It was one of the thin ones with long legs, no bigger than two centimetres. None the less, the jitters started. She jumped from her bed and ran to the other side of the room. The spider didn’t move.

She stared at it, waiting for it to do anything, but it just sat there. Slowly, the jitters calmed down. She could breathe again and her rational mind came back.

She dropped the heavy wand of her vacuum. When had she even picked that up? The spider was so tiny, so delicate. She was surprised it hadn’t blown away in the draft of her open window. The mere idea of sucking up such a harmless creature was more horrifying than leaving it there on the ceiling.

But the thought of getting back into bed with the spider just above her… No, that wasn’t going to happen.

She looked around her room. She still had an empty glass on her bedside table. She grabbed it and a piece of paper and approached the spider.

The closer she got, the more she could feel the jitters again, but she forcefully pushed them down. She knew what to expect. She’d seen the documentary and knew how they moved. As long as she kept those movements in mind, she wouldn’t be surprised.

She stood on her bed and reached up with the glass. With a light thunk, it landed against the ceiling, trapping the spider inside. Summer took a shuddering breath.

Gently, she pushed the piece of paper under the glass. She was careful not to hurt the spider, but she didn’t have to be. It quickly got the idea and moved farther inside. The movement was almost enough to send her screaming, but she held firm. She shuddered as those undulating legs came close to her hand, only the transparent glass as a barrier.

At last, the paper covered the whole opening and she could step off her bed. She placed the glass, spider and all, on her desk and breathed a sigh of relief.

She looked at it for a moment, feeling completely safe now it was trapped. A light beep came from her watch. It was past midnight, in winter. She didn’t want to go outside now, the spider could wait here until morning.

With an agitated movement, Summer swiped her phone alarm away. She blinked up at the ceiling, letting the last flashes of her dream drift away. Something about a spider setting fire to a house? Weird.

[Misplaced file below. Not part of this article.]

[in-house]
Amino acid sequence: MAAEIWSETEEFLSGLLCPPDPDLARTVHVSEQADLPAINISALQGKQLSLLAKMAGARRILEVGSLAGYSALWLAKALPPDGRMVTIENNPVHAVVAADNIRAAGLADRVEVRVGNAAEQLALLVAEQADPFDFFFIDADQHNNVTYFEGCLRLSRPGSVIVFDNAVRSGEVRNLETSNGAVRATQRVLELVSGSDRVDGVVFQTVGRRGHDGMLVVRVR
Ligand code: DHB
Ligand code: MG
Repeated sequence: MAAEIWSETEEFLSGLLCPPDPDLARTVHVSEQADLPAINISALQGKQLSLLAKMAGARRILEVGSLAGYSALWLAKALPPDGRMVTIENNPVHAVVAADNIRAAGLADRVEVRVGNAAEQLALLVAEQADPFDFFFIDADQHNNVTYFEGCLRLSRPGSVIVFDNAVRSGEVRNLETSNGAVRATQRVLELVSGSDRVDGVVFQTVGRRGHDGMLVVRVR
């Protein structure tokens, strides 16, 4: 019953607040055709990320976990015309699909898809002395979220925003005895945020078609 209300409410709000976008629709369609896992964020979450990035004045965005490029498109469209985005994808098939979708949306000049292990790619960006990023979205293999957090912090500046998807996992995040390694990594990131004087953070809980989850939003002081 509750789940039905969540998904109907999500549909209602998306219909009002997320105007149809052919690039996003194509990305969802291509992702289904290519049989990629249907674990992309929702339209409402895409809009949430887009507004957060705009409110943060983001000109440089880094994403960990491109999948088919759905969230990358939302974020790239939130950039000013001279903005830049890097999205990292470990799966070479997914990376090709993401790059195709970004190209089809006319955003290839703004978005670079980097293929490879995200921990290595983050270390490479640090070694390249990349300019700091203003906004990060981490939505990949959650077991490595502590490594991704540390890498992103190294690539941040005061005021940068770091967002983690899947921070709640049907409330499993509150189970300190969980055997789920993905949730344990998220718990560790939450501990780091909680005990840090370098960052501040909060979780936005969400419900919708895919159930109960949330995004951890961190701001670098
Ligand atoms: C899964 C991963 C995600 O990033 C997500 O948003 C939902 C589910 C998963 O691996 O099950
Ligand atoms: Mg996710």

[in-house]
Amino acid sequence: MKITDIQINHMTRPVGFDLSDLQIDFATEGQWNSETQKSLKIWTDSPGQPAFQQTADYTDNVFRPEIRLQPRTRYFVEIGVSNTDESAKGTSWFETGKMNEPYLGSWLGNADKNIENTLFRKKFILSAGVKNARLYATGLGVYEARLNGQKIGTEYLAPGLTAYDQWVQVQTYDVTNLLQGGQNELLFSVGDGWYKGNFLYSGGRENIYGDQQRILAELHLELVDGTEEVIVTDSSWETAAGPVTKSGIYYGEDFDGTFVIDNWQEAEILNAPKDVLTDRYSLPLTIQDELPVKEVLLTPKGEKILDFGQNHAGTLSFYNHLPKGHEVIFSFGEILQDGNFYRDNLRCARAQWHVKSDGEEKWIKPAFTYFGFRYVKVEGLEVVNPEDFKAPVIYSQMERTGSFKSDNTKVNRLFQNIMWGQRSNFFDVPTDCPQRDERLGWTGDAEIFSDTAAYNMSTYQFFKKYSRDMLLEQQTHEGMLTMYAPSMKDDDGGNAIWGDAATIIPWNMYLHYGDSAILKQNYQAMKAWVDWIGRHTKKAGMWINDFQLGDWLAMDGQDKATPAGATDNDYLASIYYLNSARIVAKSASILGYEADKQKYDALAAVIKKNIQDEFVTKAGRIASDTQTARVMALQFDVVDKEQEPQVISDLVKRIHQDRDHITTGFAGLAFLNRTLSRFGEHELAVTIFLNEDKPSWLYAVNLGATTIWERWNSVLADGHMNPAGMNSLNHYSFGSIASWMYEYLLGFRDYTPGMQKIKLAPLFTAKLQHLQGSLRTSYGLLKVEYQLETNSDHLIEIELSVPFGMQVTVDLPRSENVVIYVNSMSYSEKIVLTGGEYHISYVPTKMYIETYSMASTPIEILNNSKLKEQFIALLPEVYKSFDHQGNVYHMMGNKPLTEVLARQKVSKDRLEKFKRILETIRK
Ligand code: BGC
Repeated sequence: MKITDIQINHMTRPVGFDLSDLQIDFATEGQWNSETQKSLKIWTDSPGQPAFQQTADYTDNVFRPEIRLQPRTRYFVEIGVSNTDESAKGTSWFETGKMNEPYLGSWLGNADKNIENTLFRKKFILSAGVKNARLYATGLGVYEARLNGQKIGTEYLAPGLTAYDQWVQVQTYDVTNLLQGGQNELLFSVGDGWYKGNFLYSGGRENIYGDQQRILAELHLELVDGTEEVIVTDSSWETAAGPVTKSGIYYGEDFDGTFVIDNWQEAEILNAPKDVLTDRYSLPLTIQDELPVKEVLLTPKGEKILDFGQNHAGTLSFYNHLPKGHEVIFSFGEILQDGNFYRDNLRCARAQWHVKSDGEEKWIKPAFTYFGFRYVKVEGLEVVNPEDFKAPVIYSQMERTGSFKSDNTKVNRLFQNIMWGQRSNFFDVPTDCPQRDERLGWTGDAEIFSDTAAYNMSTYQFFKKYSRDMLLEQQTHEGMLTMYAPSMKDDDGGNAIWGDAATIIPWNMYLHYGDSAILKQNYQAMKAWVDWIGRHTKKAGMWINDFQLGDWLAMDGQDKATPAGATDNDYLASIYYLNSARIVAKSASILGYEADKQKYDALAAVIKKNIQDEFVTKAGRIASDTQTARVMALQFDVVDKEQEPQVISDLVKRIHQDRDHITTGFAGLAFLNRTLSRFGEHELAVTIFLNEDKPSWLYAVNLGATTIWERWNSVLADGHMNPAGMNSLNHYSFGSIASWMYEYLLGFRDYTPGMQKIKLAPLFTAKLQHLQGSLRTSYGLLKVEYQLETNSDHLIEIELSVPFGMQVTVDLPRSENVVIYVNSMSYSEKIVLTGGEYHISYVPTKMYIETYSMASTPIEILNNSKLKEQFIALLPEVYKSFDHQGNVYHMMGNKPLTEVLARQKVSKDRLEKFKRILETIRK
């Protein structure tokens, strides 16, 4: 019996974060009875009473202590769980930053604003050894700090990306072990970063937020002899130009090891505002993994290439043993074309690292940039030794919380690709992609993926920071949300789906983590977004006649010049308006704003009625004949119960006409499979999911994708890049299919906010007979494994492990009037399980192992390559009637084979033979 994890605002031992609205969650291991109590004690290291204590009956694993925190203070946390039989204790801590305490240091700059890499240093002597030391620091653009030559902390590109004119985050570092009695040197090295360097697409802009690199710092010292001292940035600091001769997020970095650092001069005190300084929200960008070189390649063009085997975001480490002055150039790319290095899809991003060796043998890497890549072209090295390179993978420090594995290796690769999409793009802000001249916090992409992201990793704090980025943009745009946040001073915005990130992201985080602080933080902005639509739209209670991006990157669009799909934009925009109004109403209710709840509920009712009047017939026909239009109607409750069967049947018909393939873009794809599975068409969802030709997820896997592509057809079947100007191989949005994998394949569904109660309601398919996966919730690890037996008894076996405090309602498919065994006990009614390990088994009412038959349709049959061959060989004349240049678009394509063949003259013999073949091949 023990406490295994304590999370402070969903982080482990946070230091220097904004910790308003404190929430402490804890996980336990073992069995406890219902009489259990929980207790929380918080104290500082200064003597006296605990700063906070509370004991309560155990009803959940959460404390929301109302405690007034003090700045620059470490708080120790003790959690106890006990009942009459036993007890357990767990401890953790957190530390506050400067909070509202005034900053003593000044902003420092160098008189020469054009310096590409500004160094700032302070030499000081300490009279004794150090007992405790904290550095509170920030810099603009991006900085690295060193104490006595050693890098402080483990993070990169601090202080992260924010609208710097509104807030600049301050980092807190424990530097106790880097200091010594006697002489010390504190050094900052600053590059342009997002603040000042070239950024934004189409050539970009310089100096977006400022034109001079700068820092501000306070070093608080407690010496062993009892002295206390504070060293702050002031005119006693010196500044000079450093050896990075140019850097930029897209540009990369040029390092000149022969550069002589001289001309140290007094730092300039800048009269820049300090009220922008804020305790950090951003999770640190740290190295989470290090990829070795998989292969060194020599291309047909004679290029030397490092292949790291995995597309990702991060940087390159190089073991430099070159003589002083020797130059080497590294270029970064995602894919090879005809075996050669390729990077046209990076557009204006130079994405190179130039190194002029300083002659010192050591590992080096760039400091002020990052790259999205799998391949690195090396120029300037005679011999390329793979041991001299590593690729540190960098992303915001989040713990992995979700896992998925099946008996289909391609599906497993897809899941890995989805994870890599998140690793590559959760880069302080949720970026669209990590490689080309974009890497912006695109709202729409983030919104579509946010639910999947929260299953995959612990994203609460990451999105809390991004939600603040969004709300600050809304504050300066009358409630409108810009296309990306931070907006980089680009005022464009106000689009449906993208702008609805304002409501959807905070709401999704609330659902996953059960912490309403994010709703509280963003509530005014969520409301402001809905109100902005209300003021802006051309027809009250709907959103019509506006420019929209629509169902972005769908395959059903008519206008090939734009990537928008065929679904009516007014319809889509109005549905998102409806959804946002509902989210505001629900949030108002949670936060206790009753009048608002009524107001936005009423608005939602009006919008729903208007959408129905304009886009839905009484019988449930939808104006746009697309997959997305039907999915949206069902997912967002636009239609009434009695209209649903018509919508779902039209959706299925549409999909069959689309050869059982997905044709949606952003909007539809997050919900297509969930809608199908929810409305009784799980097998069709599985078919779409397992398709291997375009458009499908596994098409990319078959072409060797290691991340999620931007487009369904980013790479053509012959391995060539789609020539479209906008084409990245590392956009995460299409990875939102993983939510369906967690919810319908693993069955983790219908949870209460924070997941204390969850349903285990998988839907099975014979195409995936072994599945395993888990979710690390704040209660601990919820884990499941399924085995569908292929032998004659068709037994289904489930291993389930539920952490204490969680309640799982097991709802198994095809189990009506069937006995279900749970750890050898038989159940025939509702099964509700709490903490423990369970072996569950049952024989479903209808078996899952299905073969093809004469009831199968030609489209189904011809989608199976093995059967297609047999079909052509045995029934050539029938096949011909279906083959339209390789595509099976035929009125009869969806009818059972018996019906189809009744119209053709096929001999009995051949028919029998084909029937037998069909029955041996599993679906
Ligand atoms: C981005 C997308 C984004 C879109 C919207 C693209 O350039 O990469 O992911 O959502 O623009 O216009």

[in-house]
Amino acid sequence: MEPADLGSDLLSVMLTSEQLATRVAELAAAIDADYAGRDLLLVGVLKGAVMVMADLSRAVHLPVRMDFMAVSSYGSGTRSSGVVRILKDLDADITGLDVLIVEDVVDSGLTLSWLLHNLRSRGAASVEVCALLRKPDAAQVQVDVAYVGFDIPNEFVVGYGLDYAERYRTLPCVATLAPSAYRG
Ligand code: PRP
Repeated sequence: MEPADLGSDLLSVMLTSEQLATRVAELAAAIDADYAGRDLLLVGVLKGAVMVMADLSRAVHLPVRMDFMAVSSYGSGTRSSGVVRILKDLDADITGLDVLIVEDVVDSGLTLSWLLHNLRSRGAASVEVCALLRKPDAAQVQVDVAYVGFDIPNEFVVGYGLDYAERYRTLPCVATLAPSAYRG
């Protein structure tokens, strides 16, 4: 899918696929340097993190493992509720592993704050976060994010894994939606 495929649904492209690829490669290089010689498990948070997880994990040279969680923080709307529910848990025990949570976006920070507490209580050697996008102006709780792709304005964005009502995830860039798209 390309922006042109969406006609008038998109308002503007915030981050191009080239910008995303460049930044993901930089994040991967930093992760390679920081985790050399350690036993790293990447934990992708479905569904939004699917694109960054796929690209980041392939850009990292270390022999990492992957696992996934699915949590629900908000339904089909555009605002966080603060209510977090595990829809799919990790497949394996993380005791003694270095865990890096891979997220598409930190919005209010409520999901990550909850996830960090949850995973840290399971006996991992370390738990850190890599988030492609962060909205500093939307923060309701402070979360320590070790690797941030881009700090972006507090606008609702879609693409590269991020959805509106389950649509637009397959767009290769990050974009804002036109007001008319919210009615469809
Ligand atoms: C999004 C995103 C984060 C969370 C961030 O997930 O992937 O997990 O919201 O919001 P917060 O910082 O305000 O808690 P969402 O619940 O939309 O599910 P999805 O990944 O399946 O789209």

She held a proud feeling in her chest as she remembered last nights accomplishment. She left her bed and took a look at the glass still resting on her desk. She didn’t kill it. And look at it now, it even built a little web. She hoped that wouldn’t be a problem.

Ten minutes of trying to get the spider out of the glass later, Summer accepted it didn’t want to go outside.

She put it on the kitchen table and sat down in front of it. She looked at the thin delicate creature in its tiny little web. It would die if she forced it outside, but she didn’t want it anywhere near her bed…

Her gaze fell on the corner of the kitchen. Well, it might not be the most normal course of action, but when had Summer ever cared about that?

She put the glass behind a vase on the side-table in the corner. Then she pulled the paper off and scampered to the other side of the kitchen.

This was fine, she would be alright with a little spider in the kitchen. Like she said yesterday, it might even look nice.

After excitedly telling Dan all about her spider capture at work, she went back home already anticipating her little spider having settled into its new corner. But when she stepped into the kitchen, unbidden, the jitters came back.

She set her jaw. No, not this time. With forceful steps she strode to the corner and looked into the glass. It was empty except for the tattered remains of a web. Above her, in the corner where the two walls met the ceiling, sat a tiny spider in a tiny web.

Summer smiled. A good aesthetic indeed.

Ink drawing of a cellar spider

Story to be continued next week;

Dan’s Spider